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A mini-musical appreciation course re: the Beatles,
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Rezension bezieht sich auf: 1 (Audio CD)
I put off buying "The Beatles 1" for several years because I already had all of the Beatles albums (that is to say, I have all of the CDs of the original UK albums, which, as every American my age and older can tell you were not the same albums that were released in the US; for example, the first album I ever owned was "The Beatles Second Album," the songs of which are scattered over three of the CDs. But I digress). As a general rule my preference is to listen to an entire Beatles album rather than a hits collection, especially since my favorite Beatles songs never seem to be hits (e.g., "If I Fell," "I am the Walrus"). However, I have now added this CD to my music library for reasons that are more academic than anything else.
What "The Beatles 1" provides is the 27 songs that reached #1 on the Pop Charts; usually this happened on both sides of the pond but sometimes a song would make it to the top just in the UK (e.g., "From Me to You," "Day Tripper") or just in the US (e.g., "Eight Days a Week," "Come Together"). The 27 tracks are arranged chronologically, from 1962's "Love Me Do" to 1970's "Let It Be." Consequently, we have a sense of the evolution of the music of the Beatles, from the original Liverpool sound to the Psychedelic Progressive rock at the end. This appeals to me because I can have the students in my Introduction to Popular Culture class pick up this CD for a unit on music and set up a major paper where they talk about stages in the music of the Beatles based on these 27 tracks. Listening to their most popular songs in chronological order gives you a sense of exactly how much they changed. Hopefully in their papers they will be able to articulate a sense of how the Beatles got from "I Want to Hold Your Hand" to "Eleanor Rigby" and on to "Hey Jude."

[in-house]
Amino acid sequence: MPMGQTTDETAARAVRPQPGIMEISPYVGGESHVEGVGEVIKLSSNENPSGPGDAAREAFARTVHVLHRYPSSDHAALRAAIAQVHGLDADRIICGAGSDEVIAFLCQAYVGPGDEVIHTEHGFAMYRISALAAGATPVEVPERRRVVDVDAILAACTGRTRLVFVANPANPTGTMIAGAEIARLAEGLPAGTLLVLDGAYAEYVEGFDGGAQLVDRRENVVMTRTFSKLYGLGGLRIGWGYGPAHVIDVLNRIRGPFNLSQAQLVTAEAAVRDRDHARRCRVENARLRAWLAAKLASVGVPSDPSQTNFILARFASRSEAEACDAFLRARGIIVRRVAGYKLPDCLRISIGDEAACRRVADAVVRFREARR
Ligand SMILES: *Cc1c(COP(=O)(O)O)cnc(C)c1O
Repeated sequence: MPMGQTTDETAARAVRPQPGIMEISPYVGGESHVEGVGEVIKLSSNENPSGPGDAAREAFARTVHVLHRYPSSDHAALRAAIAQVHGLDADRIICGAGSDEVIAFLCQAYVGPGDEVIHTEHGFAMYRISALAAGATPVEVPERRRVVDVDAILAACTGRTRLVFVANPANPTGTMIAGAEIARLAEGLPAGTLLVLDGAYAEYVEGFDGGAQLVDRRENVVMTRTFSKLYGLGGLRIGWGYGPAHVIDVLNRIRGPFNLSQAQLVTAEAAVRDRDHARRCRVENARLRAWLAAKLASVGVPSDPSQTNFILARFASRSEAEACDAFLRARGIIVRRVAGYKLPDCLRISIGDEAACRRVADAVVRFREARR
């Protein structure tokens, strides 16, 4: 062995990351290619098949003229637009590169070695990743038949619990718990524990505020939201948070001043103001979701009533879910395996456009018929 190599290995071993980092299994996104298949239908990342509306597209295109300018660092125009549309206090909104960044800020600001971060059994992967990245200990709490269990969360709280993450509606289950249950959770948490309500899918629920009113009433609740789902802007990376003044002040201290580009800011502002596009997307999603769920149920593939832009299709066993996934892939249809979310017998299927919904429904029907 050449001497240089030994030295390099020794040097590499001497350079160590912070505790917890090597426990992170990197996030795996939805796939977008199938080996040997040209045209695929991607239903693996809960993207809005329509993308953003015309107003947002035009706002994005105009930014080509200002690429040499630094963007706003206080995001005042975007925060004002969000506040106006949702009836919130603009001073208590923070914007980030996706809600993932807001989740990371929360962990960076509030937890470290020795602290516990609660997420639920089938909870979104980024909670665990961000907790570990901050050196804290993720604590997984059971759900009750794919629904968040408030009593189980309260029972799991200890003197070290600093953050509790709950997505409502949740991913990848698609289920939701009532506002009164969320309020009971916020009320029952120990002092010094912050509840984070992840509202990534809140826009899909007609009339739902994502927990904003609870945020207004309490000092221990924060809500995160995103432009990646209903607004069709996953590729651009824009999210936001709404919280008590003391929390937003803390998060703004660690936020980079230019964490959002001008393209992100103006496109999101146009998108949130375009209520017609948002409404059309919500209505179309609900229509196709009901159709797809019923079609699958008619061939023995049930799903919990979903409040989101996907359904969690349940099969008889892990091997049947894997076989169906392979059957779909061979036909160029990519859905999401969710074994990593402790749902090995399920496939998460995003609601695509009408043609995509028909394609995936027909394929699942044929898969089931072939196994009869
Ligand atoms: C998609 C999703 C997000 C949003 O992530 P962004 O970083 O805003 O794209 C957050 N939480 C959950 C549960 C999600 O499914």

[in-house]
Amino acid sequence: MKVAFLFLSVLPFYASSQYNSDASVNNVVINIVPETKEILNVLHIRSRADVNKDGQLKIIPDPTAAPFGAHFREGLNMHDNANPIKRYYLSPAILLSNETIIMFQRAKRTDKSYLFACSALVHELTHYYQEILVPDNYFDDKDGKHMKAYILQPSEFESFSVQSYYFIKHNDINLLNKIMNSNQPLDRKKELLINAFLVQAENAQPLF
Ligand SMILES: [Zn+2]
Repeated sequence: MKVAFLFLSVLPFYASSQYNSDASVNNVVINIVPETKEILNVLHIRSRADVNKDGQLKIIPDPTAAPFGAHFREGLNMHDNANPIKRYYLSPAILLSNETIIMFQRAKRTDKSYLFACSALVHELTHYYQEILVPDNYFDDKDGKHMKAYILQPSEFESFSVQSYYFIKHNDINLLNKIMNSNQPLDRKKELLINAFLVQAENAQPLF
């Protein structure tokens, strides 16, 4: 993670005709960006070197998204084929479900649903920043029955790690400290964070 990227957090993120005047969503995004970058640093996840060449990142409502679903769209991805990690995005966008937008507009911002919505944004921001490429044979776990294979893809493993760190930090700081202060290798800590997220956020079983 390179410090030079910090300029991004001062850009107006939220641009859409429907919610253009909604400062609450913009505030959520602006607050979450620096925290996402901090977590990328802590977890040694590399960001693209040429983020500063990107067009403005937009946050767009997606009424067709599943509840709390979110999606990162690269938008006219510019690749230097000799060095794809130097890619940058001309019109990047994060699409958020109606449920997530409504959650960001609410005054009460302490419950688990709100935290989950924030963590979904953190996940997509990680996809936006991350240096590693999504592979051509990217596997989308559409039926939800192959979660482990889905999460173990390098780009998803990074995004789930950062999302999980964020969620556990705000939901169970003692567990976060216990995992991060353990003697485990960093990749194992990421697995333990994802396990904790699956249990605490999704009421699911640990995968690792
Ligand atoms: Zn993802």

Yes, there are problems with "The Beatles 1" from this perspective as well. We are talking about a collection that has nothing from the group's greatest album, "Sgt. Pepper." Beyond that there is only one track written by George Harrison; the rest are by John Lennon & Paul McCartney. At least Ringo gets to sing a song ("Yellow Submarine"). But it is a lot easier to say, hey, these are the songs that made #1 on the charts and provide a quantitative rationale for the track selections rather than doing a qualitative approach and eventually offending everyone. Yes, the "red" and "blue" albums provide this same chronological approach, but that would be twice the number of songs at about four times the cost, and either consideration would be a deal breaker for students. Yes, I could put together 27 tracks that would provide a better sense of the evolution of the Beatles' music, but what we have here all nice and pre-packaged for us is pretty good for providing a mini-lesson in rock 'n' roll music appreciation.
Final Note: The accompanying booklet does not provide the lyrics for these songs. Instead, what you will find are pages devoted to each song with some of the jacket covers for each single from around. Also provided are information about when and where the song was recorded as well as the chart history in the UK and US.